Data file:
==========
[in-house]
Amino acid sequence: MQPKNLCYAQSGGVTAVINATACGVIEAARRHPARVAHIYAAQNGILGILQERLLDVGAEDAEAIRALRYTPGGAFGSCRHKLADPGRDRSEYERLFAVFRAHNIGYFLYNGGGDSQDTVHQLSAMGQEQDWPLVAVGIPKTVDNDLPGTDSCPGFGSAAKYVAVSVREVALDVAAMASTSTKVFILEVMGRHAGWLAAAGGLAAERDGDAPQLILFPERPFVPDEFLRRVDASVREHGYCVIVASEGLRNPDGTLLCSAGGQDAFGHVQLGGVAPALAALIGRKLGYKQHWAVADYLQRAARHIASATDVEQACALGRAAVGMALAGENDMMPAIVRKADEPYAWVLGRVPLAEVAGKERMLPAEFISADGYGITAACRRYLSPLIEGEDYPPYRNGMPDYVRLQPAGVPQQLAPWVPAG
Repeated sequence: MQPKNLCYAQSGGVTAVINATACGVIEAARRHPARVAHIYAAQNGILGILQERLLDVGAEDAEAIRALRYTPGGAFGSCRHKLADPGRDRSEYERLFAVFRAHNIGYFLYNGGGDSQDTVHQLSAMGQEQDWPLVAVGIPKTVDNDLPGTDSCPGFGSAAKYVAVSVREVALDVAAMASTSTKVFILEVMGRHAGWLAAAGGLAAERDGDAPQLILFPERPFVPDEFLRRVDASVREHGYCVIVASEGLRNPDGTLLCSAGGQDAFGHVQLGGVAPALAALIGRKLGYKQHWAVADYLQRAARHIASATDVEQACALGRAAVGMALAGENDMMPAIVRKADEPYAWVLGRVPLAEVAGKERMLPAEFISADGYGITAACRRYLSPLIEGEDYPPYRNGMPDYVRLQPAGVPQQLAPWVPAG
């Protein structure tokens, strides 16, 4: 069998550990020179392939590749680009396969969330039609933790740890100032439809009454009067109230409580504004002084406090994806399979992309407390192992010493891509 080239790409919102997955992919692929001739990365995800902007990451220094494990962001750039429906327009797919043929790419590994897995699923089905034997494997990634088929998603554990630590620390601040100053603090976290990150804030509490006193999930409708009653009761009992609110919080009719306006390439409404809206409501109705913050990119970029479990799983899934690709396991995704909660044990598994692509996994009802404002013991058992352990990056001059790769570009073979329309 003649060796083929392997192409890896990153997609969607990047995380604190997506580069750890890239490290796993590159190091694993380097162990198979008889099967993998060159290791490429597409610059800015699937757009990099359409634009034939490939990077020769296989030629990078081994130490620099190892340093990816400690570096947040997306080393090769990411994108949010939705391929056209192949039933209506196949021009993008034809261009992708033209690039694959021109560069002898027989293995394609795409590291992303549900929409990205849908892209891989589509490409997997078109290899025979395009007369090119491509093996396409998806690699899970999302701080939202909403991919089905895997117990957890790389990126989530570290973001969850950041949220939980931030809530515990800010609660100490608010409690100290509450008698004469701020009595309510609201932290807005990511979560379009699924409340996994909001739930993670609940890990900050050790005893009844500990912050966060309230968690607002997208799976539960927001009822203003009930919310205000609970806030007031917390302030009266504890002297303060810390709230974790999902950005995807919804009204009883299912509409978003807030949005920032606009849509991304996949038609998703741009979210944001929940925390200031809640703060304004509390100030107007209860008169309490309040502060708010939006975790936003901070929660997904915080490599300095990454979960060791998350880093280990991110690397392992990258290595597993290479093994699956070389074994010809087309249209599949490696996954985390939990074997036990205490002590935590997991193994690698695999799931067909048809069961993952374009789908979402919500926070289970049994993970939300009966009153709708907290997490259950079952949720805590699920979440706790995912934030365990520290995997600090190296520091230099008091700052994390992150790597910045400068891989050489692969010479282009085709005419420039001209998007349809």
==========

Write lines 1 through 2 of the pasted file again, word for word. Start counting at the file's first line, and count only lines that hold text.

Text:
[in-house]
Amino acid sequence: MQPKNLCYAQSGGVTAVINATACGVIEAARRHPARVAHIYAAQNGILGILQERLLDVGAEDAEAIRALRYTPGGAFGSCRHKLADPGRDRSEYERLFAVFRAHNIGYFLYNGGGDSQDTVHQLSAMGQEQDWPLVAVGIPKTVDNDLPGTDSCPGFGSAAKYVAVSVREVALDVAAMASTSTKVFILEVMGRHAGWLAAAGGLAAERDGDAPQLILFPERPFVPDEFLRRVDASVREHGYCVIVASEGLRNPDGTLLCSAGGQDAFGHVQLGGVAPALAALIGRKLGYKQHWAVADYLQRAARHIASATDVEQACALGRAAVGMALAGENDMMPAIVRKADEPYAWVLGRVPLAEVAGKERMLPAEFISADGYGITAACRRYLSPLIEGEDYPPYRNGMPDYVRLQPAGVPQQLAPWVPAG